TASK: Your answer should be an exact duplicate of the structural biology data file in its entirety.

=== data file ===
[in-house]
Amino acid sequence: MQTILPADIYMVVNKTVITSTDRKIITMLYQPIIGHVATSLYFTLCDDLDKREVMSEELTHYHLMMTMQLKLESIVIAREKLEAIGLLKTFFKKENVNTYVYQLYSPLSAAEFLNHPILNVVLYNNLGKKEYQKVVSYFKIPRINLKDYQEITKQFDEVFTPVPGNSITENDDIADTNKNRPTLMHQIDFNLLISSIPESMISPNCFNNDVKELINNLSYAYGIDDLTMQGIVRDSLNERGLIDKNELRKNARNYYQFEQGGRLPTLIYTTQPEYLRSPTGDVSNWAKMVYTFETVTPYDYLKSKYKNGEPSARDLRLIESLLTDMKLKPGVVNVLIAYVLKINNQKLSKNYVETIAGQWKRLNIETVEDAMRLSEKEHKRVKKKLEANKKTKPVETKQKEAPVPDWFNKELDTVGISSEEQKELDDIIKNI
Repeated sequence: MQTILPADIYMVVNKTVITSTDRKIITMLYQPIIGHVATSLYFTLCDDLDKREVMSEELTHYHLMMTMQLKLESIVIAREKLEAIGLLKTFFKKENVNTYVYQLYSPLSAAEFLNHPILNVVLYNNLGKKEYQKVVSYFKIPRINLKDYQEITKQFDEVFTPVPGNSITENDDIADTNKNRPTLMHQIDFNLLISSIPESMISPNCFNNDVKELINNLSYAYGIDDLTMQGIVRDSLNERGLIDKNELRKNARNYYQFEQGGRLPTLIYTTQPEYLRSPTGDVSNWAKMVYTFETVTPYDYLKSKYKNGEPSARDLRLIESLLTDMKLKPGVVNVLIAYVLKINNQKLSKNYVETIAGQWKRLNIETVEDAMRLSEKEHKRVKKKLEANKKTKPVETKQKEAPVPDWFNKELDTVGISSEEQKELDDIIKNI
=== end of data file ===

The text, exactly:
[in-house]
Amino acid sequence: MQTILPADIYMVVNKTVITSTDRKIITMLYQPIIGHVATSLYFTLCDDLDKREVMSEELTHYHLMMTMQLKLESIVIAREKLEAIGLLKTFFKKENVNTYVYQLYSPLSAAEFLNHPILNVVLYNNLGKKEYQKVVSYFKIPRINLKDYQEITKQFDEVFTPVPGNSITENDDIADTNKNRPTLMHQIDFNLLISSIPESMISPNCFNNDVKELINNLSYAYGIDDLTMQGIVRDSLNERGLIDKNELRKNARNYYQFEQGGRLPTLIYTTQPEYLRSPTGDVSNWAKMVYTFETVTPYDYLKSKYKNGEPSARDLRLIESLLTDMKLKPGVVNVLIAYVLKINNQKLSKNYVETIAGQWKRLNIETVEDAMRLSEKEHKRVKKKLEANKKTKPVETKQKEAPVPDWFNKELDTVGISSEEQKELDDIIKNI
Repeated sequence: MQTILPADIYMVVNKTVITSTDRKIITMLYQPIIGHVATSLYFTLCDDLDKREVMSEELTHYHLMMTMQLKLESIVIAREKLEAIGLLKTFFKKENVNTYVYQLYSPLSAAEFLNHPILNVVLYNNLGKKEYQKVVSYFKIPRINLKDYQEITKQFDEVFTPVPGNSITENDDIADTNKNRPTLMHQIDFNLLISSIPESMISPNCFNNDVKELINNLSYAYGIDDLTMQGIVRDSLNERGLIDKNELRKNARNYYQFEQGGRLPTLIYTTQPEYLRSPTGDVSNWAKMVYTFETVTPYDYLKSKYKNGEPSARDLRLIESLLTDMKLKPGVVNVLIAYVLKINNQKLSKNYVETIAGQWKRLNIETVEDAMRLSEKEHKRVKKKLEANKKTKPVETKQKEAPVPDWFNKELDTVGISSEEQKELDDIIKNI